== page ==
5 Fantastic Beatles Songs that Start with the Chorus

Songs by The Beatles seem to have a way of disarming all defenses and burrowing into your mind and heart with incredible ease. One of the techniques they used to achieve this effect was the placement of the chorus of a song right at its beginning. Producer George Martin was a big proponent of this strategy, and it worked wonders throughout the group’s time together.

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For this list, we considered songs where the chorus is the first thing you hear from a vocal standpoint. That means we counted songs where there might be a brief instrumental intro before the chorus kicks into gear. Here are five songs, listed in chronological order, where The Beatles didn’t leave us waiting for the refrain.

“She Loves You” (1963)

This is the example that many fans immediately cite when talking about the Fab Four’s affinity for starting with a bang. “She Loves You” starts with a brief rumble of drums before you hear John Lennon, with Paul McCartney in harmony, urgently belting out, She loves you, yeah, yeah, yeah. (They add one more yeah for good measure before the first verse begins.) By titling the song “She Loves You” and putting that right at the front, The Beatles were letting the fans know they were doing something a little different from the typical love song in terms of the perspective.

“Help!” (1965)

This one is an interesting example of chorus first because, in this case, that chorus isn’t repeated for the rest of the song. Instead, a kind of second chorus emerges (the Help me if you can I’m feeling down part). But we believe it still counts for what we’re doing here. What’s also striking about how this song, the title track to The Beatles’ second movie, is structured is John Lennon admitted in interviews after the fact that this was quite a personal song. He really was asking for help from anybody who would listen, so why not lead with that?

“Eleanor Rigby” (1966)

By the time they hit Revolver in 1966, every little experiment that The Beatles tried turned gold. They had used strings on “Yesterday” the previous year, but in conjunction with an acoustic guitar. With “Eleanor Rigby,” all the rock instruments were removed in place of those darting strings, which were meant to be played violently as if they were percussion. But before you even notice the strings, a soaring chorus hits first. Ah, look at all the lonely people, Paul McCartney sings, with John Lennon and George Harrison helping in harmony. Those words set the table for the sad stories we’re about to hear.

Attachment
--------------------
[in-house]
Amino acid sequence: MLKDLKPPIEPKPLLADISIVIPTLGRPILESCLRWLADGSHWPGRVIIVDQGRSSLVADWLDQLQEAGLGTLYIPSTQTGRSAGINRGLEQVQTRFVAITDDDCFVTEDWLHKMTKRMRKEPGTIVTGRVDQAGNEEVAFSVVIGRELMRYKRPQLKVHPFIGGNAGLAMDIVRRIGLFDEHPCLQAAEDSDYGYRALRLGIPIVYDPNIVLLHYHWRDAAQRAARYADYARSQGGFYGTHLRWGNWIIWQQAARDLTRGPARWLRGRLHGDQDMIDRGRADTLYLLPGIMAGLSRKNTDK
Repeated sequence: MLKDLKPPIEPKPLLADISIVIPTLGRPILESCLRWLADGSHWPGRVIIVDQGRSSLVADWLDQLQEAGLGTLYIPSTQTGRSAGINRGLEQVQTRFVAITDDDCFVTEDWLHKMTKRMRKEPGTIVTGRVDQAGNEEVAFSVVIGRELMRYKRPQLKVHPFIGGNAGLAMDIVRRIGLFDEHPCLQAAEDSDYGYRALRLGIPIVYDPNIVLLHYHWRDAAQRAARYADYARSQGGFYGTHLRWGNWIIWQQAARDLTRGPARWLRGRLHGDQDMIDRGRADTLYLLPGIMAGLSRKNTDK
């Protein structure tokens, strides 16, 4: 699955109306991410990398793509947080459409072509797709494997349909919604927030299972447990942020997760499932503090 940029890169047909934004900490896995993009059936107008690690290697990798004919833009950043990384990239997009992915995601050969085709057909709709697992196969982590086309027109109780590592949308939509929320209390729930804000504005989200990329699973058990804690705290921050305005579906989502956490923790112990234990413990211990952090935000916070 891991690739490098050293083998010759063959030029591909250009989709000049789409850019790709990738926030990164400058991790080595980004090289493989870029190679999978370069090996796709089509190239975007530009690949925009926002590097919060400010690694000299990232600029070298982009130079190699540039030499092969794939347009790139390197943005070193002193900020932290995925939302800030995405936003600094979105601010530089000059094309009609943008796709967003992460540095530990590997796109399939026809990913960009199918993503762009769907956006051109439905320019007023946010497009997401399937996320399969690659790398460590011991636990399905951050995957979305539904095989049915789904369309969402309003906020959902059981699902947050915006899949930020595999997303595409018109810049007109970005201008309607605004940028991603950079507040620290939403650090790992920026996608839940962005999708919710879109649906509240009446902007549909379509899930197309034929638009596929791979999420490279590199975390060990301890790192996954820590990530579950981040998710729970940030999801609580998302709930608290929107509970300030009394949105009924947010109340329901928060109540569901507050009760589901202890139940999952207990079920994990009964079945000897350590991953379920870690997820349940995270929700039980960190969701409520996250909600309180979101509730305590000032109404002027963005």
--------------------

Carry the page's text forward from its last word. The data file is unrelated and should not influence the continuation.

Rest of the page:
“Strawberry Fields Forever” (1967)

Before the chorus arrives in this one, we’re first treated to an unassumingly pretty intro played on a Mellotron. When John Lennon begins singing the chorus with the words, Let me take you down, we can tell something is a little off. His voice sounds stretched out and wobbly, as if it’s halfway emerging from a dream (an effect achieved by slowing the tape speed). He explains there’s Nothing to get hung about, but the verses, full of ambivalence and confusion, go on to contradict that assertion.

“Here Comes the Sun” (1969)

Even on their final album, The Beatles still heeded George Martin about the benefits of placing the chorus right at the beginning. The difference is who was heeding the advice. After many years of taking a bit of a backseat to the songwriting duo of John Lennon and Paul McCartney, George Harrison rocketed to the forefront on the Abbey Road album. In addition to his breathtaking ballad “Something,” Harrison also delivered this feel-good anthem that can brighten up the dreariest day. And you don’t have to wait more than a few moments for that doot-in-doot-doot chorus to arrive and start you smiling.

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